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100 Years of Binoculars and Quantitative Microscopy

Pioneering Inventions for Stereomicroscopy and Image Analysis

One hundred years ago, in 1913, the Optische Werke Ernst Leitz in Wetzlar, predecessor of Leica Microsystems CMS GmbH, made two inventions that were to blaze the trail for modern microscopy: the binocular tube and the integrating stage for quantitative microscopy.

Throughout the 400-year history of microscopy, microscopists have always wanted to be able to look at their specimens with both eyes. Optical and mechanical engineers, most of them from France and England, kept devising solutions to this problem, but they had some serious shortcomings as regards resolving power. These early binocular microscopes were designed according to the principle of geometric beamsplitting, whereby the rear exit pupil determining the resolution was split. This halved the numerical aperture of all the objectives used. For differentiated viewing, therefore, microscopists had to resort to the monocular viewing tube.


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Geometric beamsplitting without loss of aperture

Ernst Leitz II was the first to recognize that this problem could only be solved by the principle of physical beamsplitting, which does not affect the performance of the objectives. Leitz realized that a double prism with semi-transparent mirror coating was a suitable solution, as it was the only way to ensure that the rear exit pupil of the objective (responsible for the resolution) remained unaffected when the imaging rays were split. He started experimenting in this field, assisted by Dr. Felix Jentzsch, a physicist who had joined the Leitz works in 1909 and who also invented the modern bicentric darkfield condenser.

The Leitz binocular tube rapidly became the model for all later binocular tubes and is still based on the same optical principle today.

Measuring microscope specimens

In the same year, the Optische Werke Ernst Leitz in Wetzlar surprisingly presented an optical-mechanical device for planimetric determination of quantities in microscope specimens. Through precise, readable movements of the specimen against a fixed eyepiece graticule, this so-called integrating stage, the brainchild of the famous optical designer Max Berek, allowed fast and easy quantitative measurement of extremely small specimen components in incident light and brightfield transmitted light, possibly combined with polarized light. This method replaced the chemical techniques previously used in geology and mineralogy. The movement range of the specimens was 18 x 18 mm. The method also proved useful for other applications such as metallography.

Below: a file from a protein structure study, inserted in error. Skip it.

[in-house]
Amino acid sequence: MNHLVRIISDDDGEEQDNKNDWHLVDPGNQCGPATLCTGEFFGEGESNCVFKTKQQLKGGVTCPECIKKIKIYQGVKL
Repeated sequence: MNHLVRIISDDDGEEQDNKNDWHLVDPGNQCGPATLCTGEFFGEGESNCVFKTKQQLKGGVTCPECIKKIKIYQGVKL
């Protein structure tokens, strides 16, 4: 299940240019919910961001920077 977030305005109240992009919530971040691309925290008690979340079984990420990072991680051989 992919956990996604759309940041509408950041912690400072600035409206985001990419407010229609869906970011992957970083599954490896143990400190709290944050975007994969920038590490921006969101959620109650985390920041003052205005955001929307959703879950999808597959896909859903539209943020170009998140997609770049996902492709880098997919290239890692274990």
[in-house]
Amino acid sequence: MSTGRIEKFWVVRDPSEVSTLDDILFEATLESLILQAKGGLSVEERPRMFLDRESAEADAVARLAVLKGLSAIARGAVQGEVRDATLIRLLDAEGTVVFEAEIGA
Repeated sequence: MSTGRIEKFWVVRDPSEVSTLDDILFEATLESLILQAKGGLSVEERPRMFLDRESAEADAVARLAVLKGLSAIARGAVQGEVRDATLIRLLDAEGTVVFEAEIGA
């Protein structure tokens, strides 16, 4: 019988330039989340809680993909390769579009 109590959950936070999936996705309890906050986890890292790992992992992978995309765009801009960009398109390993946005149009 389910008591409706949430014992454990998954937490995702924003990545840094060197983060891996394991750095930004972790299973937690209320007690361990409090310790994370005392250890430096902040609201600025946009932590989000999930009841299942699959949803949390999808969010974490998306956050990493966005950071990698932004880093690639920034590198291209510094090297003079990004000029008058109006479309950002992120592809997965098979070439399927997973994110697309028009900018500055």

Integrating stage and integrating eyepiece

As brightfield was the only transmitted light illumination technique that could be used with the integrating stage, Leitz additionally launched an integrating eyepiece. This was designed with four or six spindles that precisely moved the eyepiece graticule instead of moving the specimen itself. As the illumination imposed no limitations on the application of the integrating eyepiece in combination with transparent specimens, all of the illumination techniques customary at the time except for brightfield could be used in both transmitted and incident light.

These optical-mechanical image analysis techniques were replaced in the second half of the nineteen sixties by electronic devices with a digital display.

Microscopes with an integrating stage marked the beginning of quantitative microscopy. With precise, readable movements of the specimen against a fixed eyepiece graticule, they allowed fast and easy measurement of extremely small specimen components.


Beck R: 75 Jahre Leitz-Binokularmikroskop. Leitz-Mitteilungen für Wissenschaft und Technik IX:4 (1998) 133–145. Umschau-Verlag Frankfurt/Main.

Rinne F, Berek M: Anleitung zu optischen Untersuchungen mit dem Polarisationsmikroskop, p. 20–223 (1934). Schweizerbarth’sche Verlagsbuchhandlung, Stuttgart.